Why Work When You Can Make More On Welfare?

These days it makes more sense (or cents) for people to just live on welfare than to get a job. In many states welfare recipients haul in the equivalent of what they’d bring home if they were earning $25.00 or more an hour. Where’s the incentive to go out and find an entry level job and work one’s way up? This is perverse.

The (Cato Institute) study is an updated version of one Tanner put out in 1995 that estimated the full value of welfare benefits packages across the states. The 1995 study found that such tax-free welfare benefits greatly exceeded the poverty level and “their dollar value was greater than the amount of take-home income a worker would receive from an entry-level job.”

Despite efforts to curb welfare spending, many welfare programs and benefits have continued to outpace the income that many workers can receive for working an entry-level job, which disincentivizes work, according to the study.

“The current welfare system provides such a high level of benefits that it acts as a disincentive for work,” reads the study. “Welfare currently pays more than a minimum-wage job in 35 states, even after accounting for the Earned Income Tax Credit, and in 13 states it pays more than $15 per hour.”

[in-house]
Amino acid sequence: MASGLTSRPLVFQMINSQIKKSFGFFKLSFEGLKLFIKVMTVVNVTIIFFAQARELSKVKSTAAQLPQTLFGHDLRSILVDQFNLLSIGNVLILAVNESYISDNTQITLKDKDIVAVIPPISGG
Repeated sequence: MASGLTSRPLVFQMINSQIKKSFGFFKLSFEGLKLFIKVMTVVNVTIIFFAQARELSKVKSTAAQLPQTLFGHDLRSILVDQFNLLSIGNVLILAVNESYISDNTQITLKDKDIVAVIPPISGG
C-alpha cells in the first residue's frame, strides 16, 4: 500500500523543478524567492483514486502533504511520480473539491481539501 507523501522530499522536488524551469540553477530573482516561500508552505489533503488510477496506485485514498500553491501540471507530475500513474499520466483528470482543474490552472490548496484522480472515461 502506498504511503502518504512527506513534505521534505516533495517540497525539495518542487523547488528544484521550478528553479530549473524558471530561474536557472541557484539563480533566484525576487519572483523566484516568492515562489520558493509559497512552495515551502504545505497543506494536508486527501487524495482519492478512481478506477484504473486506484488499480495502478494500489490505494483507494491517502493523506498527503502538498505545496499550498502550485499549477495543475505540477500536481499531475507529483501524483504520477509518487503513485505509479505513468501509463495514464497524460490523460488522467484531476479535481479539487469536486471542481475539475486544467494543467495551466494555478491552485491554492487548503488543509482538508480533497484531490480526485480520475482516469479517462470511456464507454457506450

According to the study, the federal government funds 126 separate programs designed to support low-income earners. Seventy-two of these programs provide cash or in-kind benefits to recipients. This is on top of additional welfare programs operated by state and local governments.

Welfare recipients in Hawaii get the most benefits, according to Tanner, at $29.13 per hour — or $60,590 pre-tax income annually. However, the state’s minimum wage is only $7.25 per hour, according to the Labor Department. Hawaiians on welfare also earn 167 percent of the median salary in the state, which is only $36,275. (Read More)

Geez, I feel like a chump for getting up every day, working and paying taxes so others can enjoy the same lifestyle while doing nothing.